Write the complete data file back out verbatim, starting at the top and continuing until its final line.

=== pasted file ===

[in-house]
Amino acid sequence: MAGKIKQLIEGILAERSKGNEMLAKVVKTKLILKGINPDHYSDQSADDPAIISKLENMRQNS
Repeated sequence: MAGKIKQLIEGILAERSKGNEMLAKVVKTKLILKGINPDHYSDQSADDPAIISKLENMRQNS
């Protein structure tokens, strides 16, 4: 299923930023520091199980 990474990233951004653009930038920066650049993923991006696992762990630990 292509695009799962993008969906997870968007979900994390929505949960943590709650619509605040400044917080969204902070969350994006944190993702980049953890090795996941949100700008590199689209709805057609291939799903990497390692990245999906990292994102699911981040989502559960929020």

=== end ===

[in-house]
Amino acid sequence: MAGKIKQLIEGILAERSKGNEMLAKVVKTKLILKGINPDHYSDQSADDPAIISKLENMRQNS
Repeated sequence: MAGKIKQLIEGILAERSKGNEMLAKVVKTKLILKGINPDHYSDQSADDPAIISKLENMRQNS
């Protein structure tokens, strides 16, 4: 299923930023520091199980 990474990233951004653009930038920066650049993923991006696992762990630990 292509695009799962993008969906997870968007979900994390929505949960943590709650619509605040400044917080969204902070969350994006944190993702980049953890090795996941949100700008590199689209709805057609291939799903990497390692990245999906990292994102699911981040989502559960929020």